Texas Tech


research • scholarship • creative activity

Fall 2012

Carbon Nanotube

by Sally Logue Post

Solar Powered Paper Dolls

Carol Flueckiger’s art shines a slightly different light on women’s history.

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Carol Flueckiger is an associate professor in the School of Art and is the Foundations program coordinator. Visit her website.

For generations children have played with paper dolls, trying on new fashions and new identities. Carol Flueckiger is taking the game a step further–she’s trying on history, specifically the handwriting of early American women activists.

“I am fascinated by history,” said the Texas Tech University associate professor of art. “That is what I like to capture in my work. The metaphor for me is trying on history like a pair of jeans and a T-shirt to see how it fits.”

A historian by interest, a painter by training, Flueckiger pulls together many separate threads in her work. She mixes history and art with a desire to use her environment, particularly the blazing West Texas sun, to print historic handwriting samples onto thrift store cotton shirts. She thinks of these printed shirts as sketches for a body of work titled “Solar Powered Paper Dolls.”

Art and Nature

Flueckiger uses a technique called cyanotype that produces a cyan-blue print–exactly like architects and engineers used for decades. It is a photosensitive technique that uses an ultraviolet light, such as the sun, to fix an image onto wood panels, paper or even cotton clothing.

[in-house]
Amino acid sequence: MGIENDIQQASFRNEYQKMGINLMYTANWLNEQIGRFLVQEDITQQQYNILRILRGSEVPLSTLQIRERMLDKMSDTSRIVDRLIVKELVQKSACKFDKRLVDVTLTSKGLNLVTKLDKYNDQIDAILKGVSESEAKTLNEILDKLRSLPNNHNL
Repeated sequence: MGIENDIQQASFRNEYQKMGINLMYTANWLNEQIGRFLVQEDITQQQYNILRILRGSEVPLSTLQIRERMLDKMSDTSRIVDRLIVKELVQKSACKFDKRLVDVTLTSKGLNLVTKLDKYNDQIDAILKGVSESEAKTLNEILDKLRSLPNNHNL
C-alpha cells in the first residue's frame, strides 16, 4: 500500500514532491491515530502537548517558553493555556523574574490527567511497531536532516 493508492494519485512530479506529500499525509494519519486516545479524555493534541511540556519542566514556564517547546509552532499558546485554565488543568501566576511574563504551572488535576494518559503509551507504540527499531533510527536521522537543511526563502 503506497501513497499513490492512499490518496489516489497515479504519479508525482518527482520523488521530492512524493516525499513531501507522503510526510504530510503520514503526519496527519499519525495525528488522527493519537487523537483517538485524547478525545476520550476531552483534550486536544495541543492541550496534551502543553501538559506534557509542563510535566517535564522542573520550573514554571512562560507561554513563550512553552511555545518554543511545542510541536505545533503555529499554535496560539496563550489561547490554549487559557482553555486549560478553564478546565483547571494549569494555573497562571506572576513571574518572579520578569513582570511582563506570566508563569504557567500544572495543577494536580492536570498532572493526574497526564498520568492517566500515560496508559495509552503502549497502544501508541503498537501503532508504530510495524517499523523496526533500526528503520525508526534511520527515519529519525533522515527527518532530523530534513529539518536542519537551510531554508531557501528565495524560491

A schematic view of the experimental setup for microwave induced CNT heating

Flueckiger's pieces are layered with writing excerpts from early American women activists.

“I started working with cyanotype about a decade ago,” she said. “I was printing leaves into my paintings. A colleague suggested I try cyanotype, and I loved it. The image was burned into the work, but it had a collage feel to it, as if it had been cut, pasted and taped. I love that the image sort of just hovers in the piece, it’s sort of magical, I think.”

Flueckiger has always used nature in her art. “I’m not an artist who wants to duplicate nature in my work, but rather I want to collaborate with it. As an artist, I love the studio practice of composing and making a painting, but I also want to be part of the contemporary dialogue of sustainability,” she said. “I love that my paintings have the West Texas sun in them. I think that it is important to be an artist who exists with the environment that you are in–I celebrate that in my work.

Reformers and Art

Flueckiger has spent the last six years integrating her interest of the early American civil rights movement into her art by looking at the handwriting of reformers such as Lucy Stone, Lucretia Mott and Elizabeth Cady Stanton. She has samples of handwriting gathered from the Library of Congress, the American Antiquarian Society, and the Women’s Rights National Historical Park in Seneca Falls, N.Y. Elizabeth Cady Stanton and her “Woman’s Bible” is of particular interest to Flueckiger.

Artist Carol Flueckiger Artist Carol Flueckiger Artist Carol Flueckiger Artist Carol Flueckiger Artist Carol Flueckiger Artist Carol Flueckiger

Click images to enlarge.

Library of Congress manuscript

Flueckiger uses thrift store shirts as a canvas for her silk-screened vintage paper doll motif from the American Antiquarian Society.

Library of Congress manuscript